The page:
Air travel today isn't nearly as luxurious or anticipated as it used to be. Part of that has to do with increased security and decreased leg space, more restrictive benefits and altogether disappearing in-flight perks.
But the least enjoyable part of flying anywhere is probably the amount of time the entire process takes. But what if instead of sitting on a plane forever, you could get to a transatlantic destination in the same time it takes to watch a romantic comedy? What if instead of needing 6 or 7 hours to get from New York to London, you could do so in 1 hr 54 min?
That was the dream achieved by the Lockheed SR-71A.
Known as the Blackbird, this marvel of modern mechanics took off from New York on Sept. 1, 1974, with London as its destination.
Rather than the tedious ocean crossing that the average man is used to on such a flight, United States Air Force Major James V. Sullivan and Major Noel F. Widdifield flew the Blackbird between the two capitals in a blistering 1 hr 54 min 56.4 sec, the fastest flight across the Atlantic.
The average speed over the 5,570.80 km (3,461.53 mi) route was 2,908.02 km/h (1,806.96 mph). The pilots only slowed to refuel once from a specially-modified KC-135 refuelling tanker aircraft midflight. Amazingly, despite continued improvements in aeronautics and technology, the Blackbird's record still stands.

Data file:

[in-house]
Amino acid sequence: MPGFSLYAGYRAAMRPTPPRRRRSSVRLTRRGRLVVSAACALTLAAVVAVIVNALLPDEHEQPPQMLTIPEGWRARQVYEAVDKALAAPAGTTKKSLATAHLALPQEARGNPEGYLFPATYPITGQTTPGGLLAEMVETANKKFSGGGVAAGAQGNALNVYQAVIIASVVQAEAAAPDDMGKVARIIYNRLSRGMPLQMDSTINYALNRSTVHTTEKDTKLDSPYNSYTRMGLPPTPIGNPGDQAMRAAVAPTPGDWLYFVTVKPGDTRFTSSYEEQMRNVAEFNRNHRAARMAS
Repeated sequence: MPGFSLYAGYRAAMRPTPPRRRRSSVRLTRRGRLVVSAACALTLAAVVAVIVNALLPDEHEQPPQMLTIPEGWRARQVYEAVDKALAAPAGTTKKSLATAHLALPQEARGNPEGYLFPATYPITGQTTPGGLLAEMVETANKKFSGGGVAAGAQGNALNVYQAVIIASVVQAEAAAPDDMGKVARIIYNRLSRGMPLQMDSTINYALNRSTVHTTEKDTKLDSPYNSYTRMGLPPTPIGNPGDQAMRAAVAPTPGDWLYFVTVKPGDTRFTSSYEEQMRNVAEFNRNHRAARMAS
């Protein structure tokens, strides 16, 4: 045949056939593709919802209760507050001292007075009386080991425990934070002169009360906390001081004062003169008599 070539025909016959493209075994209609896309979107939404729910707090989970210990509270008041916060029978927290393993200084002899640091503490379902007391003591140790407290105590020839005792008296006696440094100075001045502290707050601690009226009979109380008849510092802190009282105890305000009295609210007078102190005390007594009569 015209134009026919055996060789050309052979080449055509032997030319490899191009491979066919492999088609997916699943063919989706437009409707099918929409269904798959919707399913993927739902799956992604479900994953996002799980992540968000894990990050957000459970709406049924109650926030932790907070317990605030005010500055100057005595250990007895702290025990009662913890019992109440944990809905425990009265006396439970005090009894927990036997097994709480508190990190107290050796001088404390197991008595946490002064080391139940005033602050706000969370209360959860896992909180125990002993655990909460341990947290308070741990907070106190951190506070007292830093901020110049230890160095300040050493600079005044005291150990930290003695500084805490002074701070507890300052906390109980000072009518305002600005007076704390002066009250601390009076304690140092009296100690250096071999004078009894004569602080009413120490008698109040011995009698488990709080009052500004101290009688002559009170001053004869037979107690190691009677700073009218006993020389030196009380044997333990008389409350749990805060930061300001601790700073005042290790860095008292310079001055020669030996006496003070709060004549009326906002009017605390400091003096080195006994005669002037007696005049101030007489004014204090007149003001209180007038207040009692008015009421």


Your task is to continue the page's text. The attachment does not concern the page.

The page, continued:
What made the now-retired Blackbird so fast was both its design and its ability to reach such high cruising altitudes, where air is thinner and thus air speed greater. Whereas the average commercial aircraft will typically reach cruising altitudes in the range of 30,000-35,000 ft (), t he Blackbird flashed across radar gates during its record flight at a height around 24,384 m (80,000 ft).
Unsurprisingly, the SR-71A would go on two years later to be the plane that broke the record for the fastest speed by a manned aircraft, hitting 3,529.56 km/h (2,193.17 mph) by Captain Eldon W. Joersz and Major George T. Morgan Jr. near Beale Air Force Base, California, USA, on a 25 km (15.5 mi) course on July 28, 1976.
Incredibly, that record still stands after all these years, too.
Between its unique, stealthy look, unforgettably cool nickname, and repeatedly undeniable performance, it's no surprise the Blackbird remains one of the most beloved, respected, and awe-inspiring pieces of aircraft ever produced and flown.
And so long as its iconic records like the 1974 fastest flight across the Atlantic continue to stand unchallenged, that simply won't change.